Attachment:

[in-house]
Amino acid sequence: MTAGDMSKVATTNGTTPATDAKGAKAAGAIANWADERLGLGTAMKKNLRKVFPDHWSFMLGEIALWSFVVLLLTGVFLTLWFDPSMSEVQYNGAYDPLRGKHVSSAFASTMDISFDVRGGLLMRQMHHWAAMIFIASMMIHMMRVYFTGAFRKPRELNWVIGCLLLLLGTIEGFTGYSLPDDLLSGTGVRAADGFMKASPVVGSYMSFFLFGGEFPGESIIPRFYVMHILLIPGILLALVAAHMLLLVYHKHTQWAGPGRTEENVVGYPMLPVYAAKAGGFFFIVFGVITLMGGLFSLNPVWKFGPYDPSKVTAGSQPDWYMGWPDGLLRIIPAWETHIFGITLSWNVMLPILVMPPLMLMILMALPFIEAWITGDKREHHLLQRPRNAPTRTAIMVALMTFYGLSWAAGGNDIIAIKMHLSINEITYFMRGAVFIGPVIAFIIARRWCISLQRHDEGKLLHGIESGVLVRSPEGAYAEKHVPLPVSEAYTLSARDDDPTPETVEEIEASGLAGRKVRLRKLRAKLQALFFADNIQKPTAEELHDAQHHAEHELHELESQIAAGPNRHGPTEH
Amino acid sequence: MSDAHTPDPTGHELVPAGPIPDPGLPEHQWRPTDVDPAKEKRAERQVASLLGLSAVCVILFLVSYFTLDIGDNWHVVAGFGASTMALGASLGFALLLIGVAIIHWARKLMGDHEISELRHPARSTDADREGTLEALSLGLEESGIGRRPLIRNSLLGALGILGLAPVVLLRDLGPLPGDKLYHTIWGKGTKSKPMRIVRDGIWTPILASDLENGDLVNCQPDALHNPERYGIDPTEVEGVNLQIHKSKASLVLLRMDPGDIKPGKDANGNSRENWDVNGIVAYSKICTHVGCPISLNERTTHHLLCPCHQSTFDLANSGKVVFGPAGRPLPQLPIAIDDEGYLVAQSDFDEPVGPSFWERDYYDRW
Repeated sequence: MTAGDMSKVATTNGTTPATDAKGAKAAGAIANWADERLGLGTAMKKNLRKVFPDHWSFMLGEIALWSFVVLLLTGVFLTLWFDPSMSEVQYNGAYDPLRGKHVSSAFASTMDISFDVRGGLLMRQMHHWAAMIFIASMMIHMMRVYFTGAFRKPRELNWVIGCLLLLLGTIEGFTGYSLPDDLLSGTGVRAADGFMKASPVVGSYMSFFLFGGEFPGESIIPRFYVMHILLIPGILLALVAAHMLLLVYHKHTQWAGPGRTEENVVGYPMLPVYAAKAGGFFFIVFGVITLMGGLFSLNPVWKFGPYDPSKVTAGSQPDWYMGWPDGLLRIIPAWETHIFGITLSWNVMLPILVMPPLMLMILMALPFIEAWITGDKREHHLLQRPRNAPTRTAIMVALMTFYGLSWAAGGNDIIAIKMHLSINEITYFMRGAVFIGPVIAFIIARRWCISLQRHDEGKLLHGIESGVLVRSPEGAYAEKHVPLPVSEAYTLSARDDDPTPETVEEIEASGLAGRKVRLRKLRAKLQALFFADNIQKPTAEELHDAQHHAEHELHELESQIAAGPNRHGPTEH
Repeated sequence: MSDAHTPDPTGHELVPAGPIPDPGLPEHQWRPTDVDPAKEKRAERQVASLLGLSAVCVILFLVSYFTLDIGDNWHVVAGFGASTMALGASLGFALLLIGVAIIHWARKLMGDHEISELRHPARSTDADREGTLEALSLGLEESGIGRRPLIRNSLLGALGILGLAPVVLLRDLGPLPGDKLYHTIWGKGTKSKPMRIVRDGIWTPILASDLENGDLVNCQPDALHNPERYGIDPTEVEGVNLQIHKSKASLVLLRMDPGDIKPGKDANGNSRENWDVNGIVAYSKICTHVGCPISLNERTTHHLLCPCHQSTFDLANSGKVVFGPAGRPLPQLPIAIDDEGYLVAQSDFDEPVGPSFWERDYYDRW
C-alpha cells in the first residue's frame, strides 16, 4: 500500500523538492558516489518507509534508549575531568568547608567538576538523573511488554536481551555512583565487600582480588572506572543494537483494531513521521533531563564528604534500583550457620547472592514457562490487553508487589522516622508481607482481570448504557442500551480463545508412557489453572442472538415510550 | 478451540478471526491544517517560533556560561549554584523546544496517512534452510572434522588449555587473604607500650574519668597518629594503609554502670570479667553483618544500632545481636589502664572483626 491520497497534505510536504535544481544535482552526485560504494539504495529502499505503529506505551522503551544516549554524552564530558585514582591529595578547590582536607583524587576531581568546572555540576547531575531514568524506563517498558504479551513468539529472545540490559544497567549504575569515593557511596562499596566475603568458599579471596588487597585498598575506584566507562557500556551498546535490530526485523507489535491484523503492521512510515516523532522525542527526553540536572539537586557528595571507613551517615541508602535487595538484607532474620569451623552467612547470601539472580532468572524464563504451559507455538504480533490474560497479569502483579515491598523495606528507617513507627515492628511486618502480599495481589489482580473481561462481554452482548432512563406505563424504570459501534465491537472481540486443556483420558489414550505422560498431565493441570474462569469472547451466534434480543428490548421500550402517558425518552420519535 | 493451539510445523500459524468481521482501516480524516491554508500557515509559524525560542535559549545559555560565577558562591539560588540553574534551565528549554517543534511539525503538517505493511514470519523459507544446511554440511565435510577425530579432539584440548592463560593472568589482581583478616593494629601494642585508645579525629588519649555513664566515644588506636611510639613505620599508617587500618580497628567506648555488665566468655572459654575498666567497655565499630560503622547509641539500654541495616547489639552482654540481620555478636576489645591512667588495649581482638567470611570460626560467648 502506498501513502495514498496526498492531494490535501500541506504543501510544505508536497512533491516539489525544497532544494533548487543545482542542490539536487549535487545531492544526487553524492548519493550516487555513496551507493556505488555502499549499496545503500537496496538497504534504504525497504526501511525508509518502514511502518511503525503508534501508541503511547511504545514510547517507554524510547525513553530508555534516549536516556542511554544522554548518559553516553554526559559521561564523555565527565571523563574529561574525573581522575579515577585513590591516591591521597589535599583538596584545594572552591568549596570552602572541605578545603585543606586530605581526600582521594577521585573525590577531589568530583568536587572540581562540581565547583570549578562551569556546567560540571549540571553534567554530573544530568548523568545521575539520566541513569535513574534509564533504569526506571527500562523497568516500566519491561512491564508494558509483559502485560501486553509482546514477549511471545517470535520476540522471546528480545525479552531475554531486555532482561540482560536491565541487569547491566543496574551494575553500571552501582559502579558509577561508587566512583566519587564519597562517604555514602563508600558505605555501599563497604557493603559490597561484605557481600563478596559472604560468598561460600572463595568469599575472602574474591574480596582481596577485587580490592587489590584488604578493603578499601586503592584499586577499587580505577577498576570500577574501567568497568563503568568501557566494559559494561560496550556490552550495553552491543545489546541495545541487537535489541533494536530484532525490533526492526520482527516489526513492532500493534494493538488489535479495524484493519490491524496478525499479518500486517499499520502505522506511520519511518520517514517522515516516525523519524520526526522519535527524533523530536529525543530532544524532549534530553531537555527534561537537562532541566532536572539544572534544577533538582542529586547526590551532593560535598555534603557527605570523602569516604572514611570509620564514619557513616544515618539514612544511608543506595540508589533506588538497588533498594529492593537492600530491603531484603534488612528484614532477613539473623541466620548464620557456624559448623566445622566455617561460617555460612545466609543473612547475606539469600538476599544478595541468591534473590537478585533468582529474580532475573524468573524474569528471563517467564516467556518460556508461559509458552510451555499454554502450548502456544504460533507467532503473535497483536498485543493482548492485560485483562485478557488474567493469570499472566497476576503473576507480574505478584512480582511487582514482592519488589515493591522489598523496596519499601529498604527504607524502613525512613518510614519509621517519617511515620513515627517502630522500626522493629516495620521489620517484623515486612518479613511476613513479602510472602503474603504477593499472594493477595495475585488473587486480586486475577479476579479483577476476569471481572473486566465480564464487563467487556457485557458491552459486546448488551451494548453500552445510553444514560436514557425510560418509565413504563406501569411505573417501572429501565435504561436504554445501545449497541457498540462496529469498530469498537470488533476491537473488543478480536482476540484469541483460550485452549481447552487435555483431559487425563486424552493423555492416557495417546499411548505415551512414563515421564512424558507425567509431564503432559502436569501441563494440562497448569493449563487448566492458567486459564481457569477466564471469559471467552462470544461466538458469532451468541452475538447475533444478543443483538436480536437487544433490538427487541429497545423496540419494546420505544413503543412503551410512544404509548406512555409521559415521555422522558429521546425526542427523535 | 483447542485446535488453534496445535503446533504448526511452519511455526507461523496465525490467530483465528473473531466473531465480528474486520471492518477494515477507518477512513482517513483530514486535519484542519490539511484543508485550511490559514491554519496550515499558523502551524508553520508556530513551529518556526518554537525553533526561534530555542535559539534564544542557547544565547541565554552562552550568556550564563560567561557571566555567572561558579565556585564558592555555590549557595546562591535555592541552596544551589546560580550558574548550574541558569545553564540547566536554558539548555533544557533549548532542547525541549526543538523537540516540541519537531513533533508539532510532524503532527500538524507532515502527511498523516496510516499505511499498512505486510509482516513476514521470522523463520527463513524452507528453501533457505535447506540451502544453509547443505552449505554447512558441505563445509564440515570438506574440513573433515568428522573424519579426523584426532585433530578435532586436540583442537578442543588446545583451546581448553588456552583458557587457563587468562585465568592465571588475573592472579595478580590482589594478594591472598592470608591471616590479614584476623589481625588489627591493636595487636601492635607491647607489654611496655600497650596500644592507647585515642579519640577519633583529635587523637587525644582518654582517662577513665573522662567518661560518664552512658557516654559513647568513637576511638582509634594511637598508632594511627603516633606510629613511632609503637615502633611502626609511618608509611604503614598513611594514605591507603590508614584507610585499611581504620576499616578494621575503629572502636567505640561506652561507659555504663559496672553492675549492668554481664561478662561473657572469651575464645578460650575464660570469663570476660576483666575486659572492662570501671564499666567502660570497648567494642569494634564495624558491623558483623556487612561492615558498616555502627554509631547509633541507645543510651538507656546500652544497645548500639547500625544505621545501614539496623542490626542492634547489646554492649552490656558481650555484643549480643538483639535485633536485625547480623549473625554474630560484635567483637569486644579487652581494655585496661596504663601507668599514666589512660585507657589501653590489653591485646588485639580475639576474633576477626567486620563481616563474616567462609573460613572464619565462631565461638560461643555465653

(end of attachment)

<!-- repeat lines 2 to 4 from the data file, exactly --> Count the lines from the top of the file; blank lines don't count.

Amino acid sequence: MTAGDMSKVATTNGTTPATDAKGAKAAGAIANWADERLGLGTAMKKNLRKVFPDHWSFMLGEIALWSFVVLLLTGVFLTLWFDPSMSEVQYNGAYDPLRGKHVSSAFASTMDISFDVRGGLLMRQMHHWAAMIFIASMMIHMMRVYFTGAFRKPRELNWVIGCLLLLLGTIEGFTGYSLPDDLLSGTGVRAADGFMKASPVVGSYMSFFLFGGEFPGESIIPRFYVMHILLIPGILLALVAAHMLLLVYHKHTQWAGPGRTEENVVGYPMLPVYAAKAGGFFFIVFGVITLMGGLFSLNPVWKFGPYDPSKVTAGSQPDWYMGWPDGLLRIIPAWETHIFGITLSWNVMLPILVMPPLMLMILMALPFIEAWITGDKREHHLLQRPRNAPTRTAIMVALMTFYGLSWAAGGNDIIAIKMHLSINEITYFMRGAVFIGPVIAFIIARRWCISLQRHDEGKLLHGIESGVLVRSPEGAYAEKHVPLPVSEAYTLSARDDDPTPETVEEIEASGLAGRKVRLRKLRAKLQALFFADNIQKPTAEELHDAQHHAEHELHELESQIAAGPNRHGPTEH
Amino acid sequence: MSDAHTPDPTGHELVPAGPIPDPGLPEHQWRPTDVDPAKEKRAERQVASLLGLSAVCVILFLVSYFTLDIGDNWHVVAGFGASTMALGASLGFALLLIGVAIIHWARKLMGDHEISELRHPARSTDADREGTLEALSLGLEESGIGRRPLIRNSLLGALGILGLAPVVLLRDLGPLPGDKLYHTIWGKGTKSKPMRIVRDGIWTPILASDLENGDLVNCQPDALHNPERYGIDPTEVEGVNLQIHKSKASLVLLRMDPGDIKPGKDANGNSRENWDVNGIVAYSKICTHVGCPISLNERTTHHLLCPCHQSTFDLANSGKVVFGPAGRPLPQLPIAIDDEGYLVAQSDFDEPVGPSFWERDYYDRW
Repeated sequence: MTAGDMSKVATTNGTTPATDAKGAKAAGAIANWADERLGLGTAMKKNLRKVFPDHWSFMLGEIALWSFVVLLLTGVFLTLWFDPSMSEVQYNGAYDPLRGKHVSSAFASTMDISFDVRGGLLMRQMHHWAAMIFIASMMIHMMRVYFTGAFRKPRELNWVIGCLLLLLGTIEGFTGYSLPDDLLSGTGVRAADGFMKASPVVGSYMSFFLFGGEFPGESIIPRFYVMHILLIPGILLALVAAHMLLLVYHKHTQWAGPGRTEENVVGYPMLPVYAAKAGGFFFIVFGVITLMGGLFSLNPVWKFGPYDPSKVTAGSQPDWYMGWPDGLLRIIPAWETHIFGITLSWNVMLPILVMPPLMLMILMALPFIEAWITGDKREHHLLQRPRNAPTRTAIMVALMTFYGLSWAAGGNDIIAIKMHLSINEITYFMRGAVFIGPVIAFIIARRWCISLQRHDEGKLLHGIESGVLVRSPEGAYAEKHVPLPVSEAYTLSARDDDPTPETVEEIEASGLAGRKVRLRKLRAKLQALFFADNIQKPTAEELHDAQHHAEHELHELESQIAAGPNRHGPTEH